Sportingbet reported financial results for the three months ended October 31. Total revenues increased 17% to £60 million, while amounts wagered totalled £694 million, up 35% from the same period last year.
Despite the strong top-line growth, earnings before interest, tax, depreciation and amortisation (EBITDA) dipped 10% to £10.2 million.
The hit: Sportingbet recorded an operating loss of £0.1 million after exceptional costs of £5.3 million, a share option charge of £0.2 million and amortisation of other intangible assets of £0.4 million. In the same period last year, the company made an operating profit of £7.5 million.
The charge of £5.3 million was for corporate transactions and restructuring costs related to the acquisition of Centrebet and the disposal of the company’s Turkish language website.
Amounts wagered on sports betting in Europe were down 4.7% from the £295 million reported last year due to a 11% decline in Greece. Results, however, from Australian operations were particularly strong. Total amounts wagered down under were up 95% from last year, and total net gaming revenue (NGR) spiked 165% year-over-year.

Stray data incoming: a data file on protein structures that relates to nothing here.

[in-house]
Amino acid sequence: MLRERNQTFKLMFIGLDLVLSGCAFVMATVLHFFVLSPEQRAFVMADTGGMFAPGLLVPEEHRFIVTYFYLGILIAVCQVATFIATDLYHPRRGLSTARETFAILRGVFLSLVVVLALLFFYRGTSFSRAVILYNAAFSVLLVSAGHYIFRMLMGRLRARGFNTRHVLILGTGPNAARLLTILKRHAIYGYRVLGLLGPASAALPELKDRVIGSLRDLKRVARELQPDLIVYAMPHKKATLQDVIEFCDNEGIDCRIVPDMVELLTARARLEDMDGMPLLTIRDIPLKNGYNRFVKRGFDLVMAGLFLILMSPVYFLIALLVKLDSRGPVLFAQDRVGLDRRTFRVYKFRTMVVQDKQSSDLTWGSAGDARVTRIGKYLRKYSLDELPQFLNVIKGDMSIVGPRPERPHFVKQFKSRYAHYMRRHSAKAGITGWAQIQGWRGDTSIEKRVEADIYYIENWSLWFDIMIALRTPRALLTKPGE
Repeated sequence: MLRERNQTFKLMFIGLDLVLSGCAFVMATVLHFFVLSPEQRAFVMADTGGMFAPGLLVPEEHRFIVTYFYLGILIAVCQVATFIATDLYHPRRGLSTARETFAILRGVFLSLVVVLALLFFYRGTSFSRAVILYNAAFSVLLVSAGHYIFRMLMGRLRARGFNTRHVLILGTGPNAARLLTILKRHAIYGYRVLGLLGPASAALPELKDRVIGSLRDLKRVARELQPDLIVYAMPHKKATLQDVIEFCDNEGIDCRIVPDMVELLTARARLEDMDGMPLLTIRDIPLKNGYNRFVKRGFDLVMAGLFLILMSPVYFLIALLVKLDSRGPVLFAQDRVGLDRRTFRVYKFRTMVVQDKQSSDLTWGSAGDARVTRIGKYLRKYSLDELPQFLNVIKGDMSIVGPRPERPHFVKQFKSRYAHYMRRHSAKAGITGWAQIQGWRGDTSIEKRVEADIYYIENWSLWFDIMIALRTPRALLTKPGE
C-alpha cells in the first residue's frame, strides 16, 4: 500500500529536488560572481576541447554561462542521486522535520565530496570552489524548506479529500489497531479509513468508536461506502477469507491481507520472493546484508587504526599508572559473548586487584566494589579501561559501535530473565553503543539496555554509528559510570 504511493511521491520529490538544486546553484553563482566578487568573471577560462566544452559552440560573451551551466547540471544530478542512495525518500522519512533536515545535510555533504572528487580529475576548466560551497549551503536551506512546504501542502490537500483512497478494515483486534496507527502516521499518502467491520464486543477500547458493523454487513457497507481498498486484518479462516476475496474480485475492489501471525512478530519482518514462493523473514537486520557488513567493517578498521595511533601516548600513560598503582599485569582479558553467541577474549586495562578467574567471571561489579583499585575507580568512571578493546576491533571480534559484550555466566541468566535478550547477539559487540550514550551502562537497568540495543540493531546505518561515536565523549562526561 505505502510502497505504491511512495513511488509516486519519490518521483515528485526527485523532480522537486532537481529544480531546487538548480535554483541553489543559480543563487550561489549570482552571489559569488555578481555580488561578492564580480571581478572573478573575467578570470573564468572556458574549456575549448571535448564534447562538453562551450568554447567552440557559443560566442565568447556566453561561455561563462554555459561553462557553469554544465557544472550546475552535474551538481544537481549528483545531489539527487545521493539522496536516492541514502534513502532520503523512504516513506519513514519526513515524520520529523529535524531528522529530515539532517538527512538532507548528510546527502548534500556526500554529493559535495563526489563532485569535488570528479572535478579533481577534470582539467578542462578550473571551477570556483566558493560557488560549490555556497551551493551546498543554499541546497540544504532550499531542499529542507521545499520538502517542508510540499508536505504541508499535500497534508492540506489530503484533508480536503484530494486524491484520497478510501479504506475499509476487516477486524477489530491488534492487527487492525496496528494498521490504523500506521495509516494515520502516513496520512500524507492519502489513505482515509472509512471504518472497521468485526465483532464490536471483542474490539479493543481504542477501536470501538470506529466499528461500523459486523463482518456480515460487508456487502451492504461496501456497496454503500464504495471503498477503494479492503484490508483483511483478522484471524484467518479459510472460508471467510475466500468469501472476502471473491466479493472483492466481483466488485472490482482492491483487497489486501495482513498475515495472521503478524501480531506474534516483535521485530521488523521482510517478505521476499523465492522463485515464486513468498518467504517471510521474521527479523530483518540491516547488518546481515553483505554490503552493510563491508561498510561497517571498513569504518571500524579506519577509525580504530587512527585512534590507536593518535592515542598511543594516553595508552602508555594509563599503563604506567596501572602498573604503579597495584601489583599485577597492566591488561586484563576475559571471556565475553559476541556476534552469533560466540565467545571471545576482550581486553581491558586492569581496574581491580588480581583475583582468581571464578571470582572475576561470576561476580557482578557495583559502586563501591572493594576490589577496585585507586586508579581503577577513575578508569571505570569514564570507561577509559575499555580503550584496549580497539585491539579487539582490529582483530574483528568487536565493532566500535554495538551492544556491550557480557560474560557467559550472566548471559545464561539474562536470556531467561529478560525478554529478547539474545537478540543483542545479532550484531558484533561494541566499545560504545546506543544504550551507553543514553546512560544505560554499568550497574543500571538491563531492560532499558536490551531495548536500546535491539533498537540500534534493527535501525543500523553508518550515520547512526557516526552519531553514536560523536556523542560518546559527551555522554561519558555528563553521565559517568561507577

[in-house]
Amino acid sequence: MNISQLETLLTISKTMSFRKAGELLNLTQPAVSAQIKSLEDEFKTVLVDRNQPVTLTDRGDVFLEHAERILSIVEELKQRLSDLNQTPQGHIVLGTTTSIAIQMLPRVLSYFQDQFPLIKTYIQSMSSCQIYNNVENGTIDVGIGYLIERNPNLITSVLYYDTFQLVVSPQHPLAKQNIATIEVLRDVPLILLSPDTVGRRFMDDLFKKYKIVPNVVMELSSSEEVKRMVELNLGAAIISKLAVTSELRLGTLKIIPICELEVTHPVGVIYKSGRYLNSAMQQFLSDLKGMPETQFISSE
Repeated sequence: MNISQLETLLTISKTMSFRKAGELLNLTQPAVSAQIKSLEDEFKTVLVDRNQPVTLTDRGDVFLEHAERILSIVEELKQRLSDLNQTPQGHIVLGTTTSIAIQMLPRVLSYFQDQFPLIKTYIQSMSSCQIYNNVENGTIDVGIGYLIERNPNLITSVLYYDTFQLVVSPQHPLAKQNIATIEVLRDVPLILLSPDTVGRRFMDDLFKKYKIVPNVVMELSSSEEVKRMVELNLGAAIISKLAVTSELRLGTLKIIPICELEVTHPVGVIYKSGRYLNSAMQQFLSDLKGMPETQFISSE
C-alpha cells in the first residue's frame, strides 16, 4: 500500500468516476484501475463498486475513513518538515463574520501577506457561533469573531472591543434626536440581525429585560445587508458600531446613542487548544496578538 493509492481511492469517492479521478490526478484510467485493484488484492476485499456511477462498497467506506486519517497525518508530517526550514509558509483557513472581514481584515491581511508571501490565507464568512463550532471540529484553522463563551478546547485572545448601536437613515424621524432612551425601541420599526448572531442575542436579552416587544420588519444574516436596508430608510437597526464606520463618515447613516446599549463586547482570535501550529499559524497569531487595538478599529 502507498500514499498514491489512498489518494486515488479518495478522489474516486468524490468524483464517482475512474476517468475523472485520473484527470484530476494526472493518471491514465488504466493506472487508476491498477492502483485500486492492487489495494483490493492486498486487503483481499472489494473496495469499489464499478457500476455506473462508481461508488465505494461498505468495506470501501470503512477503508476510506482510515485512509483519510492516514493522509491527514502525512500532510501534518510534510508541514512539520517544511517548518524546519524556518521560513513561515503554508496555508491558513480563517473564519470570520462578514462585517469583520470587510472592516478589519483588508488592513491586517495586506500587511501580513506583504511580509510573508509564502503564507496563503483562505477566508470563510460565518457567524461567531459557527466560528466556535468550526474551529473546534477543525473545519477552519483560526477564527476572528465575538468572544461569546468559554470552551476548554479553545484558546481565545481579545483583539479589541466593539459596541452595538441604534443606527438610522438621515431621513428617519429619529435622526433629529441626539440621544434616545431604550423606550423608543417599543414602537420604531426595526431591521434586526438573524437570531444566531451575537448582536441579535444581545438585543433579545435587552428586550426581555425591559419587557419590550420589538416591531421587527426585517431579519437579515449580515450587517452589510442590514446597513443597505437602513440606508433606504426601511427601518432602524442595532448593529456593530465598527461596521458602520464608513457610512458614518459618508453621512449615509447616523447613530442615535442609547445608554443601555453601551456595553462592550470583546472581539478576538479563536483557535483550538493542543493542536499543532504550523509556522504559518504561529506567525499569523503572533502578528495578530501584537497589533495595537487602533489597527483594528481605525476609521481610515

“Sportingbet is in robust health due to our geographically diversified business model and quality sportsbook offer,” said chief executive Andrew McIver.
“With the acquisition of Centrebet in Australia and the disposal of our Turkish Language website, we are making good progress towards our goal of deriving the majority of our revenues from regulated territories.”
Sportingbet has also made a solid start to the second quarter with trading in line with expectations, according to a statement from the company.
“At the current price the valuation is underpinned by Australia, with everything else thrown in for nothing,” said Nick Batram, equity analyst at Peel Hunt.
“Australia has performed well and more than underpins the current share price. Europe is more difficult and short-term visibility is poor, and this may temper a re-rating at the current time,” Batram added.